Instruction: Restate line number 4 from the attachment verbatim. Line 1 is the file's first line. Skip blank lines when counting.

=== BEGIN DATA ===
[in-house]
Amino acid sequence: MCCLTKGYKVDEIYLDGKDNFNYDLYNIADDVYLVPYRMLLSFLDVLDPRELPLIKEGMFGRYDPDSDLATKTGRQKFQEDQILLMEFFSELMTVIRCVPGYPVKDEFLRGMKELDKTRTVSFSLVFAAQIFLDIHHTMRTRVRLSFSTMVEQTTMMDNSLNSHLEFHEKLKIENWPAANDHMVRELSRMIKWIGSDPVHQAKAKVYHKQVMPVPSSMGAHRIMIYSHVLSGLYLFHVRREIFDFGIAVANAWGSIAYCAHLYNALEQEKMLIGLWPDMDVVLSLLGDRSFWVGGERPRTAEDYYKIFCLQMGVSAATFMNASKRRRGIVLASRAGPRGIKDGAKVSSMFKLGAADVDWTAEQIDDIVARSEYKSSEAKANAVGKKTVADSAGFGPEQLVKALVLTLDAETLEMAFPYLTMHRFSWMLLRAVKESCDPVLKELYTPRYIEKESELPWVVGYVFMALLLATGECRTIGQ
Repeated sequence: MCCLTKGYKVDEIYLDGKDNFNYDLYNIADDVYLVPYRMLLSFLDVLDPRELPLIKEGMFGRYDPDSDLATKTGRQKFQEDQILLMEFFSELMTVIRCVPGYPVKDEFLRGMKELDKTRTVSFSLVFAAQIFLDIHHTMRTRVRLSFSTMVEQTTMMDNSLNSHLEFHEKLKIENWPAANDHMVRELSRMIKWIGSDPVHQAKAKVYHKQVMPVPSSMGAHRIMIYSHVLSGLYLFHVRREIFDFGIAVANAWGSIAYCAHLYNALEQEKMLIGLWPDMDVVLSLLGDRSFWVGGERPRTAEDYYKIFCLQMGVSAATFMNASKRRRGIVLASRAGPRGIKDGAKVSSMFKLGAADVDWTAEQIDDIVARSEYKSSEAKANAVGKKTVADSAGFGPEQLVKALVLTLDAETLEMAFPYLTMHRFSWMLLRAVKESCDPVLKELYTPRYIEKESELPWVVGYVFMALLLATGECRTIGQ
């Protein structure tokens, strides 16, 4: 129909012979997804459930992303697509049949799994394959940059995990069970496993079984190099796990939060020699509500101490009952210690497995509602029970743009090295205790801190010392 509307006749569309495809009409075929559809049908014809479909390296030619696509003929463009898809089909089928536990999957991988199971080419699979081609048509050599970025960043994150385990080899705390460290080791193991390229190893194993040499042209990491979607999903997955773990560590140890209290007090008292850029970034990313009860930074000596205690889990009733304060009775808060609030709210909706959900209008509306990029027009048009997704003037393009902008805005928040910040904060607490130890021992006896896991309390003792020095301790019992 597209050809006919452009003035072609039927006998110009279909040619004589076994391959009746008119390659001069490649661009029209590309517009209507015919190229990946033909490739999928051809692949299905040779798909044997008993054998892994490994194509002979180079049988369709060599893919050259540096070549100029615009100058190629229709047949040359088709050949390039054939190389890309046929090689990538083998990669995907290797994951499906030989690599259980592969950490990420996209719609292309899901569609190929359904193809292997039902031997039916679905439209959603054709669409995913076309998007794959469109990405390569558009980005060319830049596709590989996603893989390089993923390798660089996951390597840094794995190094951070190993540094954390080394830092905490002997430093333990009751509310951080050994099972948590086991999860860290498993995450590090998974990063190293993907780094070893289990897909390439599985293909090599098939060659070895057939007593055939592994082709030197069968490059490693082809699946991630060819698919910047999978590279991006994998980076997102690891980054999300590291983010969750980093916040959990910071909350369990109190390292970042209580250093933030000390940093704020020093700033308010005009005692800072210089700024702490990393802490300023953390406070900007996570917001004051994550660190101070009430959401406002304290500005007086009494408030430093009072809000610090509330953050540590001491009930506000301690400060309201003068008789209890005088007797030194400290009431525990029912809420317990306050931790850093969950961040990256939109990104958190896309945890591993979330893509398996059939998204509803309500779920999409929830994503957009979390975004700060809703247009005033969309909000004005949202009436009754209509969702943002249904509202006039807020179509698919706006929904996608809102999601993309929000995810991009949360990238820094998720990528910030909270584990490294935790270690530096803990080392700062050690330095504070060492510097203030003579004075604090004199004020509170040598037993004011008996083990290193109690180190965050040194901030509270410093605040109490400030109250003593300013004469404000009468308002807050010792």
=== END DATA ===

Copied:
């Protein structure tokens, strides 16, 4: 129909012979997804459930992303697509049949799994394959940059995990069970496993079984190099796990939060020699509500101490009952210690497995509602029970743009090295205790801190010392 509307006749569309495809009409075929559809049908014809479909390296030619696509003929463009898809089909089928536990999957991988199971080419699979081609048509050599970025960043994150385990080899705390460290080791193991390229190893194993040499042209990491979607999903997955773990560590140890209290007090008292850029970034990313009860930074000596205690889990009733304060009775808060609030709210909706959900209008509306990029027009048009997704003037393009902008805005928040910040904060607490130890021992006896896991309390003792020095301790019992 597209050809006919452009003035072609039927006998110009279909040619004589076994391959009746008119390659001069490649661009029209590309517009209507015919190229990946033909490739999928051809692949299905040779798909044997008993054998892994490994194509002979180079049988369709060599893919050259540096070549100029615009100058190629229709047949040359088709050949390039054939190389890309046929090689990538083998990669995907290797994951499906030989690599259980592969950490990420996209719609292309899901569609190929359904193809292997039902031997039916679905439209959603054709669409995913076309998007794959469109990405390569558009980005060319830049596709590989996603893989390089993923390798660089996951390597840094794995190094951070190993540094954390080394830092905490002997430093333990009751509310951080050994099972948590086991999860860290498993995450590090998974990063190293993907780094070893289990897909390439599985293909090599098939060659070895057939007593055939592994082709030197069968490059490693082809699946991630060819698919910047999978590279991006994998980076997102690891980054999300590291983010969750980093916040959990910071909350369990109190390292970042209580250093933030000390940093704020020093700033308010005009005692800072210089700024702490990393802490300023953390406070900007996570917001004051994550660190101070009430959401406002304290500005007086009494408030430093009072809000610090509330953050540590001491009930506000301690400060309201003068008789209890005088007797030194400290009431525990029912809420317990306050931790850093969950961040990256939109990104958190896309945890591993979330893509398996059939998204509803309500779920999409929830994503957009979390975004700060809703247009005033969309909000004005949202009436009754209509969702943002249904509202006039807020179509698919706006929904996608809102999601993309929000995810991009949360990238820094998720990528910030909270584990490294935790270690530096803990080392700062050690330095504070060492510097203030003579004075604090004199004020509170040598037993004011008996083990290193109690180190965050040194901030509270410093605040109490400030109250003593300013004469404000009468308002807050010792």